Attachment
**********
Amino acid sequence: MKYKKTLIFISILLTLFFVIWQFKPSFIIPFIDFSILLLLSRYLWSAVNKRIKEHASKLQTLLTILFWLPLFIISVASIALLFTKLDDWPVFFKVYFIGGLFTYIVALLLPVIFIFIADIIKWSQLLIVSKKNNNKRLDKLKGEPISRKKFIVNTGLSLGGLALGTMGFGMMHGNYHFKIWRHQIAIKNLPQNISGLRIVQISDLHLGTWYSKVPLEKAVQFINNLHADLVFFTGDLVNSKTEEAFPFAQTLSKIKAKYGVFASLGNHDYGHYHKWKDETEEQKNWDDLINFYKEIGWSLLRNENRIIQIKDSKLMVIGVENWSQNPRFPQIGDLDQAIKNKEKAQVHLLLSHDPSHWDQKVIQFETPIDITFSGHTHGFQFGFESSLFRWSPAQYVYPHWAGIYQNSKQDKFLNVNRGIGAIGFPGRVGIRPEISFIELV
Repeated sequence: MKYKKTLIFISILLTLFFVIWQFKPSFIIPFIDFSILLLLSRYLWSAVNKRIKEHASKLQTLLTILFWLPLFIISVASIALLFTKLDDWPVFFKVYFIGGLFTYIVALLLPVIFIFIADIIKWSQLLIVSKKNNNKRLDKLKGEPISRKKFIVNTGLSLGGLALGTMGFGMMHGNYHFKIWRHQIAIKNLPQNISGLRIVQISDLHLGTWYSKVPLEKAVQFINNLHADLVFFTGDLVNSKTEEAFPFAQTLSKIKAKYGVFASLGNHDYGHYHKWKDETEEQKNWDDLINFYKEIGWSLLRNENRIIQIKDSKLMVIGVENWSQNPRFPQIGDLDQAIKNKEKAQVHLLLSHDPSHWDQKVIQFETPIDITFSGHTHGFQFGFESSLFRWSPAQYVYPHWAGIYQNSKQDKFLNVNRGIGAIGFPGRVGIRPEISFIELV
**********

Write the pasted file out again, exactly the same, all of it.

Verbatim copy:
Amino acid sequence: MKYKKTLIFISILLTLFFVIWQFKPSFIIPFIDFSILLLLSRYLWSAVNKRIKEHASKLQTLLTILFWLPLFIISVASIALLFTKLDDWPVFFKVYFIGGLFTYIVALLLPVIFIFIADIIKWSQLLIVSKKNNNKRLDKLKGEPISRKKFIVNTGLSLGGLALGTMGFGMMHGNYHFKIWRHQIAIKNLPQNISGLRIVQISDLHLGTWYSKVPLEKAVQFINNLHADLVFFTGDLVNSKTEEAFPFAQTLSKIKAKYGVFASLGNHDYGHYHKWKDETEEQKNWDDLINFYKEIGWSLLRNENRIIQIKDSKLMVIGVENWSQNPRFPQIGDLDQAIKNKEKAQVHLLLSHDPSHWDQKVIQFETPIDITFSGHTHGFQFGFESSLFRWSPAQYVYPHWAGIYQNSKQDKFLNVNRGIGAIGFPGRVGIRPEISFIELV
Repeated sequence: MKYKKTLIFISILLTLFFVIWQFKPSFIIPFIDFSILLLLSRYLWSAVNKRIKEHASKLQTLLTILFWLPLFIISVASIALLFTKLDDWPVFFKVYFIGGLFTYIVALLLPVIFIFIADIIKWSQLLIVSKKNNNKRLDKLKGEPISRKKFIVNTGLSLGGLALGTMGFGMMHGNYHFKIWRHQIAIKNLPQNISGLRIVQISDLHLGTWYSKVPLEKAVQFINNLHADLVFFTGDLVNSKTEEAFPFAQTLSKIKAKYGVFASLGNHDYGHYHKWKDETEEQKNWDDLINFYKEIGWSLLRNENRIIQIKDSKLMVIGVENWSQNPRFPQIGDLDQAIKNKEKAQVHLLLSHDPSHWDQKVIQFETPIDITFSGHTHGFQFGFESSLFRWSPAQYVYPHWAGIYQNSKQDKFLNVNRGIGAIGFPGRVGIRPEISFIELV